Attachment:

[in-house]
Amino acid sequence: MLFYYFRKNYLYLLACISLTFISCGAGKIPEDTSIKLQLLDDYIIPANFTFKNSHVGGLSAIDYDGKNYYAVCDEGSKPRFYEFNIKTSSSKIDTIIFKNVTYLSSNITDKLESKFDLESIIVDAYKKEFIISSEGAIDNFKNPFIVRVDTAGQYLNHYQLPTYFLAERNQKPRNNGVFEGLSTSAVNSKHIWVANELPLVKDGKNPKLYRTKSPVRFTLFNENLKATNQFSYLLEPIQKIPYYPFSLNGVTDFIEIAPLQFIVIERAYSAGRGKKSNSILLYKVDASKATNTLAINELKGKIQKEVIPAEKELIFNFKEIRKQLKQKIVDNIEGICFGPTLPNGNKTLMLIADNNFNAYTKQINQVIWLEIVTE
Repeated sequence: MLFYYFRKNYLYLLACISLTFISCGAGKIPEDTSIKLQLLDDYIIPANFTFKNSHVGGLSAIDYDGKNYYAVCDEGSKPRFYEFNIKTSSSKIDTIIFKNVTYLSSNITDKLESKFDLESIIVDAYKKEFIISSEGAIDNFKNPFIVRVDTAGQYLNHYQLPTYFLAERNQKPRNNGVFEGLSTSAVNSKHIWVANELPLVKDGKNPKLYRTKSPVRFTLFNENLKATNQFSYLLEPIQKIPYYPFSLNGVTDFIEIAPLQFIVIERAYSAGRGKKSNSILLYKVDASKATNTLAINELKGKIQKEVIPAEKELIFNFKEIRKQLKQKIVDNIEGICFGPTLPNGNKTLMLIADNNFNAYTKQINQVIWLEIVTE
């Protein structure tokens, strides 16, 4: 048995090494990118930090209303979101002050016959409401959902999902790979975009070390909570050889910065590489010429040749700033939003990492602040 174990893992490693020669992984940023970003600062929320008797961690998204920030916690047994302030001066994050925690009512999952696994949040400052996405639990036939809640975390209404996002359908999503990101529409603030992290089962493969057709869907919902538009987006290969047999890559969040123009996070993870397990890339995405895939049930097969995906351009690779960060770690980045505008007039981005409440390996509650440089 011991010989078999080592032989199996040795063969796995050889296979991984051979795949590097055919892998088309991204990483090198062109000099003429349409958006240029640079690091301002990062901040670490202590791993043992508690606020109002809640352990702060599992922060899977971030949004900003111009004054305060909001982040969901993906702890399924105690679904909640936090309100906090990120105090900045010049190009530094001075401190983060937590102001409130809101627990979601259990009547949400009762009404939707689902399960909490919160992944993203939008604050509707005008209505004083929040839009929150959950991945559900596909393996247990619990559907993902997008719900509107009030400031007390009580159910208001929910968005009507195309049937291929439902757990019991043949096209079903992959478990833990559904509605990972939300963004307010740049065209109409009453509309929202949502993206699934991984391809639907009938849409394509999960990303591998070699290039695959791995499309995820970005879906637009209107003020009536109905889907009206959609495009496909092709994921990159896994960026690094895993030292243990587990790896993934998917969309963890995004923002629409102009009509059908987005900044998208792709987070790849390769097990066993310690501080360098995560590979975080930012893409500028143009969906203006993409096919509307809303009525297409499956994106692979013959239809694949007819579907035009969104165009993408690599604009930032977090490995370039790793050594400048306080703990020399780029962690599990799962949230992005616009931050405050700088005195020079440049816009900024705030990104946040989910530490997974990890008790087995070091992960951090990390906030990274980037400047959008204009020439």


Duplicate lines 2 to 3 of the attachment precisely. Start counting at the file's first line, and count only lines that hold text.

Amino acid sequence: MLFYYFRKNYLYLLACISLTFISCGAGKIPEDTSIKLQLLDDYIIPANFTFKNSHVGGLSAIDYDGKNYYAVCDEGSKPRFYEFNIKTSSSKIDTIIFKNVTYLSSNITDKLESKFDLESIIVDAYKKEFIISSEGAIDNFKNPFIVRVDTAGQYLNHYQLPTYFLAERNQKPRNNGVFEGLSTSAVNSKHIWVANELPLVKDGKNPKLYRTKSPVRFTLFNENLKATNQFSYLLEPIQKIPYYPFSLNGVTDFIEIAPLQFIVIERAYSAGRGKKSNSILLYKVDASKATNTLAINELKGKIQKEVIPAEKELIFNFKEIRKQLKQKIVDNIEGICFGPTLPNGNKTLMLIADNNFNAYTKQINQVIWLEIVTE
Repeated sequence: MLFYYFRKNYLYLLACISLTFISCGAGKIPEDTSIKLQLLDDYIIPANFTFKNSHVGGLSAIDYDGKNYYAVCDEGSKPRFYEFNIKTSSSKIDTIIFKNVTYLSSNITDKLESKFDLESIIVDAYKKEFIISSEGAIDNFKNPFIVRVDTAGQYLNHYQLPTYFLAERNQKPRNNGVFEGLSTSAVNSKHIWVANELPLVKDGKNPKLYRTKSPVRFTLFNENLKATNQFSYLLEPIQKIPYYPFSLNGVTDFIEIAPLQFIVIERAYSAGRGKKSNSILLYKVDASKATNTLAINELKGKIQKEVIPAEKELIFNFKEIRKQLKQKIVDNIEGICFGPTLPNGNKTLMLIADNNFNAYTKQINQVIWLEIVTE